Peter Klinger, 11 November 2015

Ann Pickard, once dubbed the “bravest woman in oil and gas” before she transformed Royal Dutch Shell’s century old presence in Australia, has quit the Anglo-Dutch giant.

However, the decision to retire from Shell will not spell the end of her exposure to oil and gas, and LNG in particular which she championed during her stint as the Anglo Dutch giant’s Australia country chair.

Ms Pickard is joining the board of oil and gas engineering contractor KBR as a non-executive director from next month.

The appointment was announced in Houston last night and is expected to be the first of several part-time board roles for Ms Pickard.

“Ann is a distinguished and incredibly qualified executive, and I am confident she will make an immediate and positive impact to our board,” Loren Carroll, the chairman of the $US2.7 billion ($3.9 billion) valued KBR, said.

Ms Pickard, a one-time Mobil executive, announced her retirement as Shell executive vice president, Arctic, last week to end a 15-year stint with the Anglo-Dutch giant that saw her earn a reputation as a company fixer.

She arrived in Perth in 2010 from Angola to take up the country chair role and transform Shell’s position in Australia from passive investor to operator.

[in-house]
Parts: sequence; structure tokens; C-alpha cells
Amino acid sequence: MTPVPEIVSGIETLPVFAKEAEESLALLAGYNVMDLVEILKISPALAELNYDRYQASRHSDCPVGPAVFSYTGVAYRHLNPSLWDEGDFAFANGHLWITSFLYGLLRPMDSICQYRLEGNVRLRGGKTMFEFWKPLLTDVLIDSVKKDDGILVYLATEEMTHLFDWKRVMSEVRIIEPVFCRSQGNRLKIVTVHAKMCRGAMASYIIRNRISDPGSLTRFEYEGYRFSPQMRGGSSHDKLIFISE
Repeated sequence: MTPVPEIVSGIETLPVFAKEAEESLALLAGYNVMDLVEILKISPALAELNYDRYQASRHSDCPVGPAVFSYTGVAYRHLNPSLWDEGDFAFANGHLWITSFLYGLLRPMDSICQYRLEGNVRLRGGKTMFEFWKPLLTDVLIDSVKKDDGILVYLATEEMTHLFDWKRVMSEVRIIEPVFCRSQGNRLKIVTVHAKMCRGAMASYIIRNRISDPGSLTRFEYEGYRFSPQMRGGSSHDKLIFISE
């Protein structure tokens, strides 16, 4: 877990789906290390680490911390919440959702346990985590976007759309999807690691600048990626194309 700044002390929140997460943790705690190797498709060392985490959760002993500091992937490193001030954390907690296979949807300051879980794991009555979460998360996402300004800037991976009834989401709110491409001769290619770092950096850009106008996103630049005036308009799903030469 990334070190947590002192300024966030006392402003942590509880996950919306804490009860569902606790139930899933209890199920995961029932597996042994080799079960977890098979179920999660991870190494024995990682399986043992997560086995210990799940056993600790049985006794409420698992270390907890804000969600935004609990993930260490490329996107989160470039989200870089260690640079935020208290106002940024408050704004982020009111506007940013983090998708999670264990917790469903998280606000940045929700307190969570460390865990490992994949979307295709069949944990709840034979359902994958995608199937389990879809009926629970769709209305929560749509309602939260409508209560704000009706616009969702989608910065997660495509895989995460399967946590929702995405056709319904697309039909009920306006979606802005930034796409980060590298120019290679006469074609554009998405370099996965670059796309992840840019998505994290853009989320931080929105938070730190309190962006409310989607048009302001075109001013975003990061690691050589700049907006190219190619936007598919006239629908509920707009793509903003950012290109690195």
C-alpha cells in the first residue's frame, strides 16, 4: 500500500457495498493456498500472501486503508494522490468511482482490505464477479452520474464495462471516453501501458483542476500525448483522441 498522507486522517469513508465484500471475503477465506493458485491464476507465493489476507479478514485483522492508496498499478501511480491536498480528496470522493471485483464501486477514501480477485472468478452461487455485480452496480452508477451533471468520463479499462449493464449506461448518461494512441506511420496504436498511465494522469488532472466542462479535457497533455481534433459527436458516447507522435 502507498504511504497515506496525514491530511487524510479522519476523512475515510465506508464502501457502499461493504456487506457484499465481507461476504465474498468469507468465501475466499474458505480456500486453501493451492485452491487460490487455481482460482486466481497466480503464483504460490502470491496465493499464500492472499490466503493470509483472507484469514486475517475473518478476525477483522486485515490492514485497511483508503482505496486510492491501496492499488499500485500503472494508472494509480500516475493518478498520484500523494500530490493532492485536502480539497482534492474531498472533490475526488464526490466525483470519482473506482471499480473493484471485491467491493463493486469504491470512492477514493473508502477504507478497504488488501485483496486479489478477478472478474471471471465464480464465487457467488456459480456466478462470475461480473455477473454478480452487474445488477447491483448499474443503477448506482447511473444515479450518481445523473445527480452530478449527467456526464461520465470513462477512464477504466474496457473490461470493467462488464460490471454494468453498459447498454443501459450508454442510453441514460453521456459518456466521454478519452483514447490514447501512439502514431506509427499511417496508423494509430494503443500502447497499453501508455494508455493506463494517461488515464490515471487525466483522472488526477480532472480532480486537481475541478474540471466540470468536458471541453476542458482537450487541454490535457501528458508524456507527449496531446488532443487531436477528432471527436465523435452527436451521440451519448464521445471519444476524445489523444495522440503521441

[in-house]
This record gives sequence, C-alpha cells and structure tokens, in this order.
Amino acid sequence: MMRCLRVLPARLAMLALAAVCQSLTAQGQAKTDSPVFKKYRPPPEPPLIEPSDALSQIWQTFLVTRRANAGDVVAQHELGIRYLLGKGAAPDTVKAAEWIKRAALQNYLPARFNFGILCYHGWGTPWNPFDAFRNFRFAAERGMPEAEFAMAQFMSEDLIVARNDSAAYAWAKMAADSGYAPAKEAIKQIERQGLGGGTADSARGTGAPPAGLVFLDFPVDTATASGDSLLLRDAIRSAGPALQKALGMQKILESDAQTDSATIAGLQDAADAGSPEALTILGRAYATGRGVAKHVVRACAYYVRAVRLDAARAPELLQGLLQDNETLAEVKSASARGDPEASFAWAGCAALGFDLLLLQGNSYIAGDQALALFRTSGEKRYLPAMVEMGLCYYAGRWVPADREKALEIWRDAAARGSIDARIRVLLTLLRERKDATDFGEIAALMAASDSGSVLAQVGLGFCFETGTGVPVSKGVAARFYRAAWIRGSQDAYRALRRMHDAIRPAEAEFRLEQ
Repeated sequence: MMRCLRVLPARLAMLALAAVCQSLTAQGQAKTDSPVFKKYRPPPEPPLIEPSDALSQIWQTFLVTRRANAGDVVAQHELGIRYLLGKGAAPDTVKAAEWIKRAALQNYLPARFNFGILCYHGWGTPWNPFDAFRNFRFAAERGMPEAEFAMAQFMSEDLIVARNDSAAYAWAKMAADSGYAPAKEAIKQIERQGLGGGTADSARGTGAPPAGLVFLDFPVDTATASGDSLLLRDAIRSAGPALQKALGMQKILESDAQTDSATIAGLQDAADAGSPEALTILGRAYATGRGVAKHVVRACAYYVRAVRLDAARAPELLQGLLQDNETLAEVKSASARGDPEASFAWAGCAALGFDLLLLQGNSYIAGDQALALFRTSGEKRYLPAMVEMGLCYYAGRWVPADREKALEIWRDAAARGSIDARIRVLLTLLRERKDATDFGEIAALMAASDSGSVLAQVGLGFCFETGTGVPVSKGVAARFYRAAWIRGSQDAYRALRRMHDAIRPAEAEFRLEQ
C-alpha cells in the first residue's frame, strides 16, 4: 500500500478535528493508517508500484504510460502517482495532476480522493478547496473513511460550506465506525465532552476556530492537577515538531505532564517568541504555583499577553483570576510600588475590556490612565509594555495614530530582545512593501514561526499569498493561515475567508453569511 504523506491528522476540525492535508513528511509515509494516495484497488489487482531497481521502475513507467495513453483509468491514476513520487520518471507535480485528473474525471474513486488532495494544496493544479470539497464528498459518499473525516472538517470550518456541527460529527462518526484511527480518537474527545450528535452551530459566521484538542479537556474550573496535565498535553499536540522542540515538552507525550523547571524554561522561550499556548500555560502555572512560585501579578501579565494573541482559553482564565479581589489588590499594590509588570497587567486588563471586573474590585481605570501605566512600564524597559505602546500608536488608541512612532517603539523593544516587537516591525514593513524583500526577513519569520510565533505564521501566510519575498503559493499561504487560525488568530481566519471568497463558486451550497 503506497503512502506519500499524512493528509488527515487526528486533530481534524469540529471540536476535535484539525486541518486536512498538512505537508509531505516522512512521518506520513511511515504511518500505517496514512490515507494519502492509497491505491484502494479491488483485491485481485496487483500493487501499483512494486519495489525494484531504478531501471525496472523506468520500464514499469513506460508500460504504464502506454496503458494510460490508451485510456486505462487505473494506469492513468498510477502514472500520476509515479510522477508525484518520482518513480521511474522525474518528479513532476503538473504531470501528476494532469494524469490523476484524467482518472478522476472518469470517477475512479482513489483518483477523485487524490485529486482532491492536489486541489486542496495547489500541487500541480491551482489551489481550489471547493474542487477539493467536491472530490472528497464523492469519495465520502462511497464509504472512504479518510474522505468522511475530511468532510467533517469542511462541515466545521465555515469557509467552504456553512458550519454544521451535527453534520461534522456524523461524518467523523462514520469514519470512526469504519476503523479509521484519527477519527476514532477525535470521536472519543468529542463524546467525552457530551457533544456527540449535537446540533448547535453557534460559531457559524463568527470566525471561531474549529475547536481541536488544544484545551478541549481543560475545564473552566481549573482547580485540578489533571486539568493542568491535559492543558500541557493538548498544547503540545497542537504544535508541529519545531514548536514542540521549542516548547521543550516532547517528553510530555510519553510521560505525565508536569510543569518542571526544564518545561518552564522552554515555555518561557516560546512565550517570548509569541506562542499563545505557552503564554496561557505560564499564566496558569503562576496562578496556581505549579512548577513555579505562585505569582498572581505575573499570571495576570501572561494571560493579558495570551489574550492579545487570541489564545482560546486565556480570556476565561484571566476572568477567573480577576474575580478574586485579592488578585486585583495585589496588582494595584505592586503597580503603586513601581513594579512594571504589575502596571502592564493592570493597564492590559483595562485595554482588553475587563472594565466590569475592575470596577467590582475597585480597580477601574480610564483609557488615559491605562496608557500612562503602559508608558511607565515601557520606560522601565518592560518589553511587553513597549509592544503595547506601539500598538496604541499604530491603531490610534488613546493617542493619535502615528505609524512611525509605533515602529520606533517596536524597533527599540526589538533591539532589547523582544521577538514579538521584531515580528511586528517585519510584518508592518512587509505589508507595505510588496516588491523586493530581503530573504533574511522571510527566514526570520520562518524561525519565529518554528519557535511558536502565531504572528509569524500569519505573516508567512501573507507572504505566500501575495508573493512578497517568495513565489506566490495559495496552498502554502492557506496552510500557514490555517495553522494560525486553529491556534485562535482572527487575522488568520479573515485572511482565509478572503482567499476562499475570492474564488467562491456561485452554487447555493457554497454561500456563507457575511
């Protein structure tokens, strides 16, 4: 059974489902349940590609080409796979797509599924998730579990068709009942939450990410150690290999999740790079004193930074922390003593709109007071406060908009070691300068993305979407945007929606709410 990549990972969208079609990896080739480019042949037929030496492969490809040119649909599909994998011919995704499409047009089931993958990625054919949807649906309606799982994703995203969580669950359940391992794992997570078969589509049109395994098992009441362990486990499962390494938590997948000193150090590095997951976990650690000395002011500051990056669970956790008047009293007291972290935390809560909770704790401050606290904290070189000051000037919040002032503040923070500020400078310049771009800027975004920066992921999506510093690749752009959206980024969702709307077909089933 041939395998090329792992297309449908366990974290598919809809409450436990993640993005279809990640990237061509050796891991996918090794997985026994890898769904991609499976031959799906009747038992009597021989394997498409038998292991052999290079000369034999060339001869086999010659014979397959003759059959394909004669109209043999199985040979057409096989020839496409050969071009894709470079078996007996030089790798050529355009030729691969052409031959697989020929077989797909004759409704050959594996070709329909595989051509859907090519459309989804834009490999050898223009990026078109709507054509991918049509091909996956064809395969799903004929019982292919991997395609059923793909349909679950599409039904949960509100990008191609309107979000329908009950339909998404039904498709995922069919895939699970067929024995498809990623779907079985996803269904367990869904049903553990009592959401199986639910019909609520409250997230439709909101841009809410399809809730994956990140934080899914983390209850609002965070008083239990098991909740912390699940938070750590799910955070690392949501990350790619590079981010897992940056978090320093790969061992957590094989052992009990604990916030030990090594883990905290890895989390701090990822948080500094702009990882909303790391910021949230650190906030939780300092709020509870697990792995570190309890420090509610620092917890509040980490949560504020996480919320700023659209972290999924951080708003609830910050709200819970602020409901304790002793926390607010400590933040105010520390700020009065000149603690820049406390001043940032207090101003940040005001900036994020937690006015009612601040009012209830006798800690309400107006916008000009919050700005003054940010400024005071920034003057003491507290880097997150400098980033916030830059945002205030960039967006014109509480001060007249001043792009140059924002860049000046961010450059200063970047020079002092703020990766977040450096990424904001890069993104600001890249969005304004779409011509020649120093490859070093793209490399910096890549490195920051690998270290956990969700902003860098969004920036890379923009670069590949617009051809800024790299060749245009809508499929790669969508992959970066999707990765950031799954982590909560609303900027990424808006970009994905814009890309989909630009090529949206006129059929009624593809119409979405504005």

It culminated in the Shell go-ahead for the Prelude floating LNG operation and the exit from its minority position in the Chevron-led Wheatstone LNG project. Ms Pickard also had oversight of Shell’s 25 per cent stake in Chevron’s Gorgon venture and made sure Shell was a key advocate for the Woodside Petroleum-run Browse LNG venture to abandon onshore gas processing, in favour of FLNG.

During her time in Australia Ms Pickard, a close friend of former Woodside boss Don Voelte, also emerged as a champion of women in business, joining the board of the then-Gail Kelly run Westpac and becoming a mentor to others.

She remains a member of Chief Executive Women, the group whose president is Diane Smith-Gander.

Two years ago Ms Pickard was charged with taking on Shell’s politically sensitive Arctic exploration program, which faced enormous public opposition following earlier company missteps.

Shell decided last month to kill off its Arctic push, in part because an expensive well failed to discover hydrocarbons.

Ms Pickard, who moved to Houston to take up her Arctic role, is expected to move with her family to California from where she is likely to seek other board roles.

Extracted in full from The West Australian.